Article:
We now know that childhood trauma, including ongoing toxic stress, has a profound impact on brain development and behavior. In fact, behaviors teachers see in the classroom that seem to make no sense may actually be a student’s adaptive responses that show a brain’s capacity for prioritizing survival.
When we blame the student or take behavior personally, our responses may be hurtful rather than helpful. Over the past 18 months, as the effects of the pandemic have further increased stress and struggle for all families, especially those from marginalized and Brown and Black populations, teachers may see a good deal more dysregulation from their students.
What can we, as educators, do?
Connect in mini moments: Doctor Bruce Perry, renowned trauma expert and co-author of What Happened to You? explains that it is who you are in the moment that matters. His short video describes how tiny moments of connection help regulate a student and make them feel safe, making their brains more open to learning. Using a student’s name, making quick, kind eye contact, telling a joke, or giving a smile represent tiny moments that help regulate a student during their day.
Be sure that you yourself are regulated: Being relationally present and respectful requires that you are regulated. Awareness of the effects of vicarious or secondary trauma and burnout is important. Children are watching how you treat others. If you treat a struggling student with dignity and respect, they will feel safe and believe that they are equally valued. How do you take care of yourself? Practicing this is crucial work.
Become Curious: When we are having difficulties with a student, it is a sign that the student is struggling. Notice when those feelings come up. Ask questions rather than ascribe blame. Connect and get to know the student more deeply. When we learn about our student’s lives, we are better able to be compassionate and make connections. One teacher shared how that information made all the difference.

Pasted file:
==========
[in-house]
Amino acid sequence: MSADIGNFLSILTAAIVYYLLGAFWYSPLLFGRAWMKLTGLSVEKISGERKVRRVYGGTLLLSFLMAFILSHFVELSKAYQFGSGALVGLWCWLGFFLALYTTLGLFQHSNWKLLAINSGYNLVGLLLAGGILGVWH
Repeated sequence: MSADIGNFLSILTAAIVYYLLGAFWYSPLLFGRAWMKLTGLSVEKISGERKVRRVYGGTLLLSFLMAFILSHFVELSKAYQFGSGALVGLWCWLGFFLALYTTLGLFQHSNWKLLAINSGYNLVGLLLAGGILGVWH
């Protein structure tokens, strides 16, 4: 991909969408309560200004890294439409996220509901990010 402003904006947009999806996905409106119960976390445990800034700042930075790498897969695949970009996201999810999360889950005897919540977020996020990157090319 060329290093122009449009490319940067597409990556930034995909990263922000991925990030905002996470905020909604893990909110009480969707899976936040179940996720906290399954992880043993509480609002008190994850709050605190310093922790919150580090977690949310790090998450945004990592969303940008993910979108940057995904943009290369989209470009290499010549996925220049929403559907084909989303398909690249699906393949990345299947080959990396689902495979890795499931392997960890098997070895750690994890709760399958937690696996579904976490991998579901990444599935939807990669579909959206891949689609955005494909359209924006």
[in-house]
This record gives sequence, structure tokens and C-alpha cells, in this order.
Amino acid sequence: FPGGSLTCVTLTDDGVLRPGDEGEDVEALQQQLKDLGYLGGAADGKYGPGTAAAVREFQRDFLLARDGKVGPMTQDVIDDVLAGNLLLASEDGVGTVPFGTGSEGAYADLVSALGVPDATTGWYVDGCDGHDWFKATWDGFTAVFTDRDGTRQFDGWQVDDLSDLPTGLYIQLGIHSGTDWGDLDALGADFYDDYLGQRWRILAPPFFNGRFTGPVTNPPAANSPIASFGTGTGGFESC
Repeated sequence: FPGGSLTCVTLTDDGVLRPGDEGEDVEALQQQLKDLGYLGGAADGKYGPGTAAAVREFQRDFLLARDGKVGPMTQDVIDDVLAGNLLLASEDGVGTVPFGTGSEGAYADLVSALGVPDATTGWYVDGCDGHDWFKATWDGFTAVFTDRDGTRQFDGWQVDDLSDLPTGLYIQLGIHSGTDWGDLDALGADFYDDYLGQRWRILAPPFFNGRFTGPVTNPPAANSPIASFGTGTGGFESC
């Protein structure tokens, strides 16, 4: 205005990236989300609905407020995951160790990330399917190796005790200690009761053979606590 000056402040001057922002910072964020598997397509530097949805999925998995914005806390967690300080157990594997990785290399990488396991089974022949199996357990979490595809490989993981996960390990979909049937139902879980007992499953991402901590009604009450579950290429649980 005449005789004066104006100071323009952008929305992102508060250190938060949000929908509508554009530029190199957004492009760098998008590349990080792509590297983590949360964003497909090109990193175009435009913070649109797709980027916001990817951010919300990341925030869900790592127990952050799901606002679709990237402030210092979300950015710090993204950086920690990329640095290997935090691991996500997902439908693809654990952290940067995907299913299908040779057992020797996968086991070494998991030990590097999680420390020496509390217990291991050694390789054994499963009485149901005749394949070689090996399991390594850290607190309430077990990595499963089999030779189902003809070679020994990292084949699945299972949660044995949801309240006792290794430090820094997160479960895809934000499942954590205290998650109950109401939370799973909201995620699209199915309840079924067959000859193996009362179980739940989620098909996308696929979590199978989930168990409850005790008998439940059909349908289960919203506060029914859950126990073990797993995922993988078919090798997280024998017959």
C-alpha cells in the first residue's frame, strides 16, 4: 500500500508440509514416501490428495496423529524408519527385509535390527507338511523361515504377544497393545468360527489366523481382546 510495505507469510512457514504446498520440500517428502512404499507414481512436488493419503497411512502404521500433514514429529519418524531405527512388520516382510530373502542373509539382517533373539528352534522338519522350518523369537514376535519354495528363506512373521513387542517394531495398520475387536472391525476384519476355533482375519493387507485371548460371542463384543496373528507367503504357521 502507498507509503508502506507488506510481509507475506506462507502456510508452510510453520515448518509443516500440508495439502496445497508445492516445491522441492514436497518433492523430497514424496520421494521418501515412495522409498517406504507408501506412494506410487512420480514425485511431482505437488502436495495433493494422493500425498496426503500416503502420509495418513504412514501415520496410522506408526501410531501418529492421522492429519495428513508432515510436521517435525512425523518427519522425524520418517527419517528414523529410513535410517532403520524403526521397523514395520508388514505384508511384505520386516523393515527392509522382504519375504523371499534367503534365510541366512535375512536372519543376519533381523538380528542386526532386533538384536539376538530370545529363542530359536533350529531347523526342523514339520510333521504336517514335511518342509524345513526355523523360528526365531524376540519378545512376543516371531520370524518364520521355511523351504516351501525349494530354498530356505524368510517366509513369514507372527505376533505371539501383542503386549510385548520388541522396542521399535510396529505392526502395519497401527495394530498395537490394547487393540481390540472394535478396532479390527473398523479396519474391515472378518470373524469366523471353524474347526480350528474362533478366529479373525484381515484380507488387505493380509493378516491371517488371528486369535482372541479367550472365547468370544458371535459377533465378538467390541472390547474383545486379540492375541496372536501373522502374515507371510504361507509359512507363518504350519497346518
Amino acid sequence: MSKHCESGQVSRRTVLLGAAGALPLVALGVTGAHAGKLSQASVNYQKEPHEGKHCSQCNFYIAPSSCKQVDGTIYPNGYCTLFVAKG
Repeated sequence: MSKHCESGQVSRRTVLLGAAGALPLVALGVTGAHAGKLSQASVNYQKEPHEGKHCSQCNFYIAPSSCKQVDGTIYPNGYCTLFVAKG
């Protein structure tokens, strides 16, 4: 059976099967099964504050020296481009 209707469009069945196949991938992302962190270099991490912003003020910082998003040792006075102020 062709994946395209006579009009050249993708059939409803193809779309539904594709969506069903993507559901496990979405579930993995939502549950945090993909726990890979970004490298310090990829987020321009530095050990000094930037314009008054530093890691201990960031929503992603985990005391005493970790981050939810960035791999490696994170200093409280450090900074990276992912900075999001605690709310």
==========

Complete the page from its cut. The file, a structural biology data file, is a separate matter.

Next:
There are many ways to make a difference: We know that our school systems can have a powerful role in healing when they are trauma informed and prioritize trauma-informed practices. Kaiser Permanente reports that “to be trauma-informed, it’s also important that schools teach social-emotional skills, embed participatory decision-making by students in school policies, and explicitly work to involve families and communities.” Regular classroom meetings offer an effective way for students to practice and develop these skills.
Ask, “What does this student need to reach their potential” The shift in perspective from, “What is wrong with you?” to “What happened to you?” and on to “What does this student need?” allows teachers to shift focus from what is wrong to what is possible. In the article Five Ways to Support Students Affected by Trauma, focusing on a student’s strengths is one primary way to empower students exposed to trauma.
Join us for a conversation about the new book What Happened to You? by Dr. Perry and Oprah Winfrey on Wednesday, November 3, 6 – 7:30pm. Reserve your spot ASAP!